Kubernetes is environment-agnostic and workloads hosted in it are uniform, so you can easily provision them across all your clouds.
Kubernetes speeds up application development and refactoring by automating resource availability, configuration, optimization and failure handling. What may originally have taken two weeks can be done in minutes.
This positions you to innovate faster, shorten the time to market and drive competition.
Multi-cloud environments can help enterprises optimize their resource utilization and management by allowing them to select hosts and solutions that best meet their needs. However, the more clouds they have, the greater the chance that wasteful process and workload inefficiencies will occur.
Kubernetes reduces the likelihood of these problems by standardizing configurations and workloads across all your cloud environments. With fewer variables at play, costs are easier to predict and manage.
A key driver for adopting a multi-cloud strategy is to increase resiliency and business continuity through redundancy. While IT teams don’t need Kubernetes to do this, it is more difficult — and less reliable — without it. For example, if they set up a virtual machine (VM) on Amazon Web Services (AWS) and Microsoft Azure, each workload would need to be individually configured based on the requirements of each cloud. And chances are they wouldn’t be identical.
Kubernetes ensures that your workloads are consistently replicated by configuring the container once and reproducing it across your multi-cloud environment.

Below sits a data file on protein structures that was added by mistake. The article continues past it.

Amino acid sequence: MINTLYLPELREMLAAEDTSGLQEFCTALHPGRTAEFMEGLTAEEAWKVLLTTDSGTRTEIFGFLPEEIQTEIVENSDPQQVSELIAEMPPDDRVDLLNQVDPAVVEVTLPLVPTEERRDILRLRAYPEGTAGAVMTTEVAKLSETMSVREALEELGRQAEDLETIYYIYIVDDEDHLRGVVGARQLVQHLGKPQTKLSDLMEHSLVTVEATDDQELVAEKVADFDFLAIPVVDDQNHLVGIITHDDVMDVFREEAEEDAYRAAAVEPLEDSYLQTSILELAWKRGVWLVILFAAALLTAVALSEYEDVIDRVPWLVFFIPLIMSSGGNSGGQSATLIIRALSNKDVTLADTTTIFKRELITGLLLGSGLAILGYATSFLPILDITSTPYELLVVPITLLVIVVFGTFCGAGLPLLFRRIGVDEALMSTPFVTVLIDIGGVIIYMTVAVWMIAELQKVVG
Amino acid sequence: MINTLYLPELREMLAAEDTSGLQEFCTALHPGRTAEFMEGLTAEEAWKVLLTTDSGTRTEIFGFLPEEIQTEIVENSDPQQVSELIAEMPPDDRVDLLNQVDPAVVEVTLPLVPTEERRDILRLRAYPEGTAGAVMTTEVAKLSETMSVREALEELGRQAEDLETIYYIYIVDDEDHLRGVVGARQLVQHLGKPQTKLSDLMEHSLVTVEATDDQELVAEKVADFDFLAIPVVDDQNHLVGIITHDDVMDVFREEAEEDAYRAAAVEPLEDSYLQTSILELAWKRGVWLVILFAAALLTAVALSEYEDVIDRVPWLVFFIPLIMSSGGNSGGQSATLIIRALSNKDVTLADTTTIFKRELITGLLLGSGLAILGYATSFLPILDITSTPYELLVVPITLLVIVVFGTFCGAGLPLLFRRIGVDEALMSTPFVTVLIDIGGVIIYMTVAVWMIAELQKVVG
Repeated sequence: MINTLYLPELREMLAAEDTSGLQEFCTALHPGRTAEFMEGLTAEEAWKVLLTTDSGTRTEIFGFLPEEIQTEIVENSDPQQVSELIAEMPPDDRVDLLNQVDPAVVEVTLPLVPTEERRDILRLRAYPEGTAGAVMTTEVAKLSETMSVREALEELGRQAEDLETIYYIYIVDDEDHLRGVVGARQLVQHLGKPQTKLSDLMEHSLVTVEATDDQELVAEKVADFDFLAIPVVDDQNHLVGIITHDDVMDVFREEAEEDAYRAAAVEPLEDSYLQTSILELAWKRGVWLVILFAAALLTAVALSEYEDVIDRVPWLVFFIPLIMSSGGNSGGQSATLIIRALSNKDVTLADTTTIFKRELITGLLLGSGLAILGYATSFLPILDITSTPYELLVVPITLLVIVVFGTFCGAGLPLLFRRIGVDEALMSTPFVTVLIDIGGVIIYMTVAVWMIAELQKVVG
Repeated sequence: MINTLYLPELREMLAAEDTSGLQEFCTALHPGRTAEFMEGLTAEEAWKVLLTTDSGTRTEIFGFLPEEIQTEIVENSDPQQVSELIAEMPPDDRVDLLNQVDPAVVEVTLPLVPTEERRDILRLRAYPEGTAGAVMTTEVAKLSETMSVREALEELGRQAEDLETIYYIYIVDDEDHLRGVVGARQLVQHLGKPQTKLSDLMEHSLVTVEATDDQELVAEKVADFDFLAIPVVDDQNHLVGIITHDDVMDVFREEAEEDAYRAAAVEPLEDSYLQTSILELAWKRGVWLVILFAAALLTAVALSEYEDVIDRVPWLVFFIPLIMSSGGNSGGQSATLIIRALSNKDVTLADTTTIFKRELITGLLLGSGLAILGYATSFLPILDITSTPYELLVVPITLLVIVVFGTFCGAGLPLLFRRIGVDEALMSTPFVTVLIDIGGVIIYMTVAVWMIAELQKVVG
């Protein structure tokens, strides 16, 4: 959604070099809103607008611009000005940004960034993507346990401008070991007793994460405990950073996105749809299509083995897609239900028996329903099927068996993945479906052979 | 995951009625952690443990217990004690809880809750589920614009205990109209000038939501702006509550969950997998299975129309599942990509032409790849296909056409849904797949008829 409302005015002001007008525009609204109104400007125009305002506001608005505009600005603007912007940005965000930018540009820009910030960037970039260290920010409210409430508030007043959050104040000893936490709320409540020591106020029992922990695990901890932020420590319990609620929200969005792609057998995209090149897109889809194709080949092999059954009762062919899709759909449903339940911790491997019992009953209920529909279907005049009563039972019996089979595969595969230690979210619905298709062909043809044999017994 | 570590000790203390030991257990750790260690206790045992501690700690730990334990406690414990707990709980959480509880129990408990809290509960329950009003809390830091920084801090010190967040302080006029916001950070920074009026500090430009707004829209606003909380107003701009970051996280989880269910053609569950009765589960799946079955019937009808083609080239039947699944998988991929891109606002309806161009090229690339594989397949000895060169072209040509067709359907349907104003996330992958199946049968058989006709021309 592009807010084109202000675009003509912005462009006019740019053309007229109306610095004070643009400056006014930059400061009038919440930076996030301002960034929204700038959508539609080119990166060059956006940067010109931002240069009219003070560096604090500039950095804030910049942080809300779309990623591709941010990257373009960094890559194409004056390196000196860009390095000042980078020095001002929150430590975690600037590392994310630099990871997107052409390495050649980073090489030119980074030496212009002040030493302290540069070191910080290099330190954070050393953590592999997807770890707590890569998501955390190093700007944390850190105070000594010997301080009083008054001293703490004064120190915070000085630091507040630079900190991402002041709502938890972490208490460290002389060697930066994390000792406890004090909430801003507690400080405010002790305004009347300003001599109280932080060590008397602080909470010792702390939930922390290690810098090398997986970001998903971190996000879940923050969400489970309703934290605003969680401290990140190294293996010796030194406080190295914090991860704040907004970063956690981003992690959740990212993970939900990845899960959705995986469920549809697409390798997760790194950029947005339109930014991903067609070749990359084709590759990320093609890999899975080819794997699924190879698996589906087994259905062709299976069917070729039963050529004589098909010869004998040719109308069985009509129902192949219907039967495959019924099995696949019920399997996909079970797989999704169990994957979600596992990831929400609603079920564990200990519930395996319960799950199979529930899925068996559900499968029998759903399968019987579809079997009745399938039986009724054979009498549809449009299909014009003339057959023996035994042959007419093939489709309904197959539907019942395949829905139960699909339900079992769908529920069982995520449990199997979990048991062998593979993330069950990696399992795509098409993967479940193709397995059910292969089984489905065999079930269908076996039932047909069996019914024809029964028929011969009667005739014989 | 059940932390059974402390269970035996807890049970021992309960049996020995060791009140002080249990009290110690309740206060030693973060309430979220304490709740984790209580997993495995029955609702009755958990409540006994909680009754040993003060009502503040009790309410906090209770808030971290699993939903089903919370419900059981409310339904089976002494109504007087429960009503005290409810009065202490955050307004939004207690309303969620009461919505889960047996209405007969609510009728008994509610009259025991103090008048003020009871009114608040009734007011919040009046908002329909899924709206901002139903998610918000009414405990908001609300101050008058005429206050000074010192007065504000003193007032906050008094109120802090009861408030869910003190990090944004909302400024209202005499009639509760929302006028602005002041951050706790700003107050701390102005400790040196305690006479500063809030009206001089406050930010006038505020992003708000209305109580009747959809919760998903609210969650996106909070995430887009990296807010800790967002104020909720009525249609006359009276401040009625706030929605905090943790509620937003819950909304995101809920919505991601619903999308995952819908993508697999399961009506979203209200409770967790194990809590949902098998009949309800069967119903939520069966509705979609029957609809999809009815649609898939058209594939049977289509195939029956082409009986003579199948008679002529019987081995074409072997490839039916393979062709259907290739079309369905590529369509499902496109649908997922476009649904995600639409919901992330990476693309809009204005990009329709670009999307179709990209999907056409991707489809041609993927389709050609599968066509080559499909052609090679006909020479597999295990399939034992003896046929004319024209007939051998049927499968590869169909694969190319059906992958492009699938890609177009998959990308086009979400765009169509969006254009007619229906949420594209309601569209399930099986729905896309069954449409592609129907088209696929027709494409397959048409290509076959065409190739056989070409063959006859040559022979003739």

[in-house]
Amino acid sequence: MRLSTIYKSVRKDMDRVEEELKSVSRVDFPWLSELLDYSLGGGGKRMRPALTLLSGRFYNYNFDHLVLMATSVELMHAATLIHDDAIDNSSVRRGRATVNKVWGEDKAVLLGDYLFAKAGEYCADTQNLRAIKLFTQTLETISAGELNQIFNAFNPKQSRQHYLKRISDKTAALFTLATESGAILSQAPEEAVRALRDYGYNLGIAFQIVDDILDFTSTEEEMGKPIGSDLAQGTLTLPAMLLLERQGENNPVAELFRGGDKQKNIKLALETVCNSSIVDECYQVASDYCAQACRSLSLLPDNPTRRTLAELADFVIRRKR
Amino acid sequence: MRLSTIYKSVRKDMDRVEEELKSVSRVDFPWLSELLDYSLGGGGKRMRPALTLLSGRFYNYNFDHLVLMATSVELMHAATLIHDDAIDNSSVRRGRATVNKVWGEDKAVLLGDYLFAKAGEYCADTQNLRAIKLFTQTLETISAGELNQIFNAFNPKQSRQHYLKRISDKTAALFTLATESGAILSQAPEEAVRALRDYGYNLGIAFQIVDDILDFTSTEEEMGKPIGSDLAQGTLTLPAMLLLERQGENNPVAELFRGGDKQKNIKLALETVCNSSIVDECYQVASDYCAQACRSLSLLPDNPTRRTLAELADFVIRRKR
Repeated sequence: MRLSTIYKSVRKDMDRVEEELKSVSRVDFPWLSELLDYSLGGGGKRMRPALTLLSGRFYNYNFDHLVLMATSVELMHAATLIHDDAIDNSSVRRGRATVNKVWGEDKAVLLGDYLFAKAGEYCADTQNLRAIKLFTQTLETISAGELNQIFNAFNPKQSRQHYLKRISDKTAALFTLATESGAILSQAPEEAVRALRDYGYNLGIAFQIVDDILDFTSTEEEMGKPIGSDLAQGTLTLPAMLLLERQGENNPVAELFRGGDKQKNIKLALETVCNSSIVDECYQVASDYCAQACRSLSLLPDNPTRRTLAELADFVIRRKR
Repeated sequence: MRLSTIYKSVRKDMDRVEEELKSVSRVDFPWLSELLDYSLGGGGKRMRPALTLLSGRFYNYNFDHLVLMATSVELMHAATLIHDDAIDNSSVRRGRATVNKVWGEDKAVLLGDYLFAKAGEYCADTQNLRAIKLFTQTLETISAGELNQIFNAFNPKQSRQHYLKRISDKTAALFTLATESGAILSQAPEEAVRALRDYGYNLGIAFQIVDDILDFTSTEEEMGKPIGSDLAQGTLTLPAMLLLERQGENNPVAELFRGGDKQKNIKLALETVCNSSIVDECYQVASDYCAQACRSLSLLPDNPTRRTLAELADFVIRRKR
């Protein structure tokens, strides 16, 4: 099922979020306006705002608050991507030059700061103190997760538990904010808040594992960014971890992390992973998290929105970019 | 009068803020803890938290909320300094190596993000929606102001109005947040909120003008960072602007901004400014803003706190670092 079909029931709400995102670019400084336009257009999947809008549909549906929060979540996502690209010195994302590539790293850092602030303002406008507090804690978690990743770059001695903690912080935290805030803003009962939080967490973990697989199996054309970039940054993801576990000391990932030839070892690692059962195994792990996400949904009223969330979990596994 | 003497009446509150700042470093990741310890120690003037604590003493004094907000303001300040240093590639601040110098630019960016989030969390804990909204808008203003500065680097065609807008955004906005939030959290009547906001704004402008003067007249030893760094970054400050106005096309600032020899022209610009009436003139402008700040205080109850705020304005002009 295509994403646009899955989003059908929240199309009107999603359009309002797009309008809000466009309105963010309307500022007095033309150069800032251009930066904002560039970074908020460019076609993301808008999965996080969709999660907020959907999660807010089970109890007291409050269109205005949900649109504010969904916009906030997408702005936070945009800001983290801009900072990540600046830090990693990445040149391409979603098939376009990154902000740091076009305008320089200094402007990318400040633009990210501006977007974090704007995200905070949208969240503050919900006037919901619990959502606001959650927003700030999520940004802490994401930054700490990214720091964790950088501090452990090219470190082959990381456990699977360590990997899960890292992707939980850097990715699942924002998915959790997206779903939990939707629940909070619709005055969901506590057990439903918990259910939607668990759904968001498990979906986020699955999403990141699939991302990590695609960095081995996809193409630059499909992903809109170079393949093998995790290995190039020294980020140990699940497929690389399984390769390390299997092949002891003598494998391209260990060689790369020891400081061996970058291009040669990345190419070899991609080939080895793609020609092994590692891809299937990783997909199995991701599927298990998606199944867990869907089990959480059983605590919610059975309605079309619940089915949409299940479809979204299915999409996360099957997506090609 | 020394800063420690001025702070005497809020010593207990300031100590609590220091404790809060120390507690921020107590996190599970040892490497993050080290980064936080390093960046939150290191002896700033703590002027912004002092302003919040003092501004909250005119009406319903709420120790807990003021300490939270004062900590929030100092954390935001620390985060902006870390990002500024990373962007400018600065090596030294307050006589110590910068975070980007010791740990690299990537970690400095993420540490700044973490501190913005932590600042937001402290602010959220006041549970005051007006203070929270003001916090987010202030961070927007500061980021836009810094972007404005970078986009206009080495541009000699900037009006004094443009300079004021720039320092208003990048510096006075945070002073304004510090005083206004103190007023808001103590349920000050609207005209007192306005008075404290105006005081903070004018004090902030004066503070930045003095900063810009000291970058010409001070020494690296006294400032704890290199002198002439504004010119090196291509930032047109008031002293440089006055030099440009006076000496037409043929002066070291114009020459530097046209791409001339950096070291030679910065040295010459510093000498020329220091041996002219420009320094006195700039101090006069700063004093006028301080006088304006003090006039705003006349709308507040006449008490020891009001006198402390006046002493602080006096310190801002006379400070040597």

Challenges of Kubernetes
Despite the many advantages of Kubernetes, adoption isn’t without its drawbacks.
Lack of in-house skills
Recent surveys suggest that 55% of technologists see a lack of in-house skills as the biggest roadblock to adopting a Kubernetes multi-cloud architecture. Although Kubernetes remains a popular solution and continues to grow in use, extensive training and experience are required to build, deploy and manage it effectively.
If your organization wants to take advantage of a Kubernetes multi-cloud architecture, it will need to invest in professional development, training and certification.
Visibility and monitoring
Working across multiple environments is a double-edged sword. Despite its benefits, deploying Kubernetes across clouds — and even on-premises and managed services — creates significant complexity and fragmentation. This makes visibility difficult.
To successfully manage applications and realize the full benefits of Kubernetes, you need a holistic, end-to-end view of your multi-cloud environment.
Security and compliance
Security remains a critical concern for companies looking to adopt multi-cloud Kubernetes. Because it enables large-scale automation and replication, even a small error in configuration can leave their clouds vulnerable.
Automating configuration wherever possible is key to minimizing the threat of human error. Additionally, your organization will need to shift left and collaborate across your development, operations and security teams to implement security measures from the get-go for each project.
We’ve got your back
While we can’t retrain your workforce, we can help your IT teams overcome other cons of Kubernetes adoption and manage your multi-cloud environment like pros.
AppDynamics’ Kubernetes monitoring capability seamlessly integrates into your workflows for scalable monitoring across your entire application ecosystem, providing 360-degree visibility and allowing them to:
- Leverage machine learning (ML) capabilities to avoid false alarms and reduce noise.
- Quickly isolate and triage performance issues across clouds.
- Address potential security threats in real time before they affect your end users.